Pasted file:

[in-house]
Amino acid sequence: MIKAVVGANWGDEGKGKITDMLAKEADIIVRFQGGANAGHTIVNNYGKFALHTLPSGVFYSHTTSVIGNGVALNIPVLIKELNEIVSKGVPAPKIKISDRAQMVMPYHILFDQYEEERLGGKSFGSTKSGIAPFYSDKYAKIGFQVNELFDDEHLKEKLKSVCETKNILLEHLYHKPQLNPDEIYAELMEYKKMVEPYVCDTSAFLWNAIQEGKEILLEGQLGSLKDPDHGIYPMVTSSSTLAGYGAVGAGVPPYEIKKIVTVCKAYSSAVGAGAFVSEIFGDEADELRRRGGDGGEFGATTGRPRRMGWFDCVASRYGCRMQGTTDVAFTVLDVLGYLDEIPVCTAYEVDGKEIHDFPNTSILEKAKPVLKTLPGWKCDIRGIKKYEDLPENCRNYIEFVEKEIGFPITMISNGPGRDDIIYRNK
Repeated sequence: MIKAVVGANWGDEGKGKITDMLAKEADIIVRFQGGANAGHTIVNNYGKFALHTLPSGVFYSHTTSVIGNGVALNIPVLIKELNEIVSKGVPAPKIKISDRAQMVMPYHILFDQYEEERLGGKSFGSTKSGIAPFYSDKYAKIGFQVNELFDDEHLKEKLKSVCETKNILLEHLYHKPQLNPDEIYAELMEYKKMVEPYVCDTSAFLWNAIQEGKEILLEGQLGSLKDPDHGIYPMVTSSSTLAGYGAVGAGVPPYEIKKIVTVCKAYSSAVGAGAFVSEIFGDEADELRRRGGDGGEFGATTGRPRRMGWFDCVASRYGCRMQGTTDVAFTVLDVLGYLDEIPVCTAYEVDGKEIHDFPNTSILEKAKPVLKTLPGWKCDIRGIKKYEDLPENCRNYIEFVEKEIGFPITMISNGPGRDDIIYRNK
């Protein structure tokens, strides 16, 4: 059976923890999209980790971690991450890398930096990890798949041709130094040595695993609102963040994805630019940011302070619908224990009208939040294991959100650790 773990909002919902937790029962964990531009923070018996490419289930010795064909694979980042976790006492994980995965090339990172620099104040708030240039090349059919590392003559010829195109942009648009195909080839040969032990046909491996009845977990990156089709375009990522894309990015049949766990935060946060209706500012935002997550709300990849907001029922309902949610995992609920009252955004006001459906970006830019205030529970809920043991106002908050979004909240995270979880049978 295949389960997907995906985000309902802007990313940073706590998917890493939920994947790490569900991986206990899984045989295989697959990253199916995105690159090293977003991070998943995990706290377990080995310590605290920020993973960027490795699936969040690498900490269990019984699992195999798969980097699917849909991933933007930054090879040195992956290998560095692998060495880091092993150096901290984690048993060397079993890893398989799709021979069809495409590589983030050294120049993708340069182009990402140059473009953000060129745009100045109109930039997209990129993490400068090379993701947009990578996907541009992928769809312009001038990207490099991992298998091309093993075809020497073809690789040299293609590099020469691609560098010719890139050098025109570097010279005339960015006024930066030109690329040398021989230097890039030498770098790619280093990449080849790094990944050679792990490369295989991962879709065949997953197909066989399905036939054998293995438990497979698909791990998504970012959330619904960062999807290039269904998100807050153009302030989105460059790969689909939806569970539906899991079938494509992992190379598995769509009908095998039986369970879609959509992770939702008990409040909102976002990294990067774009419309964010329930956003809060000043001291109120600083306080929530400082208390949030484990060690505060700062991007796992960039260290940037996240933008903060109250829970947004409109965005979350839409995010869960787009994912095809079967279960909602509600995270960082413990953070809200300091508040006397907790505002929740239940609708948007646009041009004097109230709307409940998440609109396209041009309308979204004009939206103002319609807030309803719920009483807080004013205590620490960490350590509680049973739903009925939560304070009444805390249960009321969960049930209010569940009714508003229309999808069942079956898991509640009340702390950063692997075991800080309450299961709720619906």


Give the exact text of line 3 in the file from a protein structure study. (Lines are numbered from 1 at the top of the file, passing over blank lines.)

Repeated sequence: MIKAVVGANWGDEGKGKITDMLAKEADIIVRFQGGANAGHTIVNNYGKFALHTLPSGVFYSHTTSVIGNGVALNIPVLIKELNEIVSKGVPAPKIKISDRAQMVMPYHILFDQYEEERLGGKSFGSTKSGIAPFYSDKYAKIGFQVNELFDDEHLKEKLKSVCETKNILLEHLYHKPQLNPDEIYAELMEYKKMVEPYVCDTSAFLWNAIQEGKEILLEGQLGSLKDPDHGIYPMVTSSSTLAGYGAVGAGVPPYEIKKIVTVCKAYSSAVGAGAFVSEIFGDEADELRRRGGDGGEFGATTGRPRRMGWFDCVASRYGCRMQGTTDVAFTVLDVLGYLDEIPVCTAYEVDGKEIHDFPNTSILEKAKPVLKTLPGWKCDIRGIKKYEDLPENCRNYIEFVEKEIGFPITMISNGPGRDDIIYRNK